Unveiling the Cause of NAV-Discounts of Swedish Closed-End Funds
Closed-end funds (CEF) have long been a crucial intermediary in the Swedish financial market by providing relatively inexpensive investment opportunities through their portfolio of public and non-public securities. Interestingly, although CEFs worldwide have been traded at a value below the cumulative value of their underlying portfolio, i.e., at a net asset value discount, this valuation discrepancy has begun to converge for Swedish CEFs while their investments consequently yielded positive returns. There is an incidence of research on why valuation discrepancies occur, but there is yet no theoretical consensus as to what that is. Consequently, this study further delves into the cause of NAV-discounts in a Swedish setting, by emphasizing how multifaceted information on CEFs is interpreted and subsequently valued by investors in terms of NAV-discounts, or premiums. Specifically, derived from linear regression analysis, with the use of panel-corrected standard errors, the study indicates that portfolio concentration, past performance, and dividend yield all have a negative effect on NAV-discount, while increased ownership concentration contrarily is positively associated with NAV-discount - in line with expectations and previous research. Oppositely, the expected negative effect of the proportion of non-public holdings could, conversely, not be detected as the study contrarily indicated its positive effect on NAV-discount. Thus, although the study provides some clarity to the otherwise discorded and US-centric research landscape, it further accentuates its ambiguity.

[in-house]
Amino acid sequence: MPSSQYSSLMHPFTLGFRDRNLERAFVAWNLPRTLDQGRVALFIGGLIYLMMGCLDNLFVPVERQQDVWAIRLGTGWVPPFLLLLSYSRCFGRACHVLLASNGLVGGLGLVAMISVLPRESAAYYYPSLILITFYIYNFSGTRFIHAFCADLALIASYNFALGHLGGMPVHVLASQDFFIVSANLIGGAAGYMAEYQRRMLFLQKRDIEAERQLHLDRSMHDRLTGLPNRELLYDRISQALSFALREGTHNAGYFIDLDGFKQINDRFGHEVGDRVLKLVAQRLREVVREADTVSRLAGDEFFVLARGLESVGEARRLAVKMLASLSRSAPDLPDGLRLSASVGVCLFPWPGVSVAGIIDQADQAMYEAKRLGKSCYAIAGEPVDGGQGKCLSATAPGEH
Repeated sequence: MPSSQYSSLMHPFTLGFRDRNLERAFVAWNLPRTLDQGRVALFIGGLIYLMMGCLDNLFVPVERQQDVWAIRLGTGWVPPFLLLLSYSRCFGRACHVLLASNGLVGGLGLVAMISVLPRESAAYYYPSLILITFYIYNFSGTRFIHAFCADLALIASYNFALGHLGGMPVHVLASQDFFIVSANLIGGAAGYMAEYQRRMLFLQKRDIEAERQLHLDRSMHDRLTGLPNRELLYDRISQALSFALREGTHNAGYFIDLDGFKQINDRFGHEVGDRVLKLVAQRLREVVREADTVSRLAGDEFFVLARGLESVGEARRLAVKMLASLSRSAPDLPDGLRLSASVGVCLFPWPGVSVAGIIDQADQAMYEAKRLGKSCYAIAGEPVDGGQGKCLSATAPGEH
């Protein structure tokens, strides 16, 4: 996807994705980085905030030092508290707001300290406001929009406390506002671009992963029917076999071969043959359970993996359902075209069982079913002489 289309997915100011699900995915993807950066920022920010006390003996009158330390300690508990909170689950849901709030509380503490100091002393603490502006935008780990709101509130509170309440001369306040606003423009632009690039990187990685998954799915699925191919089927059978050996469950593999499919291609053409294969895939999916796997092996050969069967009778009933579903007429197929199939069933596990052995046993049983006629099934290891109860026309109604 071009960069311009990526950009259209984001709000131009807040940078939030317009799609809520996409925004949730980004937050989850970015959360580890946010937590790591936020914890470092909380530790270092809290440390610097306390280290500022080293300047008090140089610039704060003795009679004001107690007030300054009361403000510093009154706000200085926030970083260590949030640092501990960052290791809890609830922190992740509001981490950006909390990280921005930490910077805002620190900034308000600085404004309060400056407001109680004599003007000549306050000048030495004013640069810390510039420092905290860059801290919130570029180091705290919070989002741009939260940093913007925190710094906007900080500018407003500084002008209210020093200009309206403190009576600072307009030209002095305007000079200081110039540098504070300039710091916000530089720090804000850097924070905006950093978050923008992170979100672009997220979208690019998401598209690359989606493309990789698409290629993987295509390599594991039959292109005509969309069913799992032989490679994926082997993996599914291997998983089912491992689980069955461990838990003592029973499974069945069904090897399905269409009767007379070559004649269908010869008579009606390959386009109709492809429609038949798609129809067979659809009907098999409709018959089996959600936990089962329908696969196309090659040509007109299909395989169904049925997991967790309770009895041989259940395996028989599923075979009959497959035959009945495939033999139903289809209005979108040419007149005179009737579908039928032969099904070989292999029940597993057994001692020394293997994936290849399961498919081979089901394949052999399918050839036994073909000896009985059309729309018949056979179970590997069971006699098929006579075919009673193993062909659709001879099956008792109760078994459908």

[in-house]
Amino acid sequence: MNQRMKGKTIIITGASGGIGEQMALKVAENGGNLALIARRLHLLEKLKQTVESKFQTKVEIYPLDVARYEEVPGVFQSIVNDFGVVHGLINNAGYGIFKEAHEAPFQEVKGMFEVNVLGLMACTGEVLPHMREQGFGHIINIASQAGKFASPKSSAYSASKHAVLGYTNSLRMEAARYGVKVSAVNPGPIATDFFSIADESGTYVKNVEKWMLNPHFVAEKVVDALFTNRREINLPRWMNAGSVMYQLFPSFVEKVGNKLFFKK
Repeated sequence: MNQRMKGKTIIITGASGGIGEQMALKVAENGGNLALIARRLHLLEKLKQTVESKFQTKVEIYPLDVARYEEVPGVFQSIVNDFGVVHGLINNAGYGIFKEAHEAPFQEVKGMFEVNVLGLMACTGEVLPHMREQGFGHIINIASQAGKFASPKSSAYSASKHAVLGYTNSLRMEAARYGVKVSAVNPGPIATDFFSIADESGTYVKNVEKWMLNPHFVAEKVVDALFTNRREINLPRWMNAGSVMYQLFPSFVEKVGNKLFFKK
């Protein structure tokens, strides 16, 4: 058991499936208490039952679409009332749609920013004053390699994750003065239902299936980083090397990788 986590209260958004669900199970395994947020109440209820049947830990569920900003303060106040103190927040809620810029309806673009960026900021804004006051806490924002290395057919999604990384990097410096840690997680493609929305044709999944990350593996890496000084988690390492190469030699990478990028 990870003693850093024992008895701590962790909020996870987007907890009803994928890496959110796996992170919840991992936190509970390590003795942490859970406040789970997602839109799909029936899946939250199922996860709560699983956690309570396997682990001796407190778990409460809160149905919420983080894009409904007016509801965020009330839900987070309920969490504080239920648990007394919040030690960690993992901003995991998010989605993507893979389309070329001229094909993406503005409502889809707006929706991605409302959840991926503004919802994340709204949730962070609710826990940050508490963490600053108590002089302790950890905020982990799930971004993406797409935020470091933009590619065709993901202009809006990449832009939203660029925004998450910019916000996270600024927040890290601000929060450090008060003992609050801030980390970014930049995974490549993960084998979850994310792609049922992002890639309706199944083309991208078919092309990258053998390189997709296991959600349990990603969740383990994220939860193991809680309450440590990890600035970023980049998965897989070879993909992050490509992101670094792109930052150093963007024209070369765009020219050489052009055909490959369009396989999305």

MSc in Accounting and Financial Management
panel data study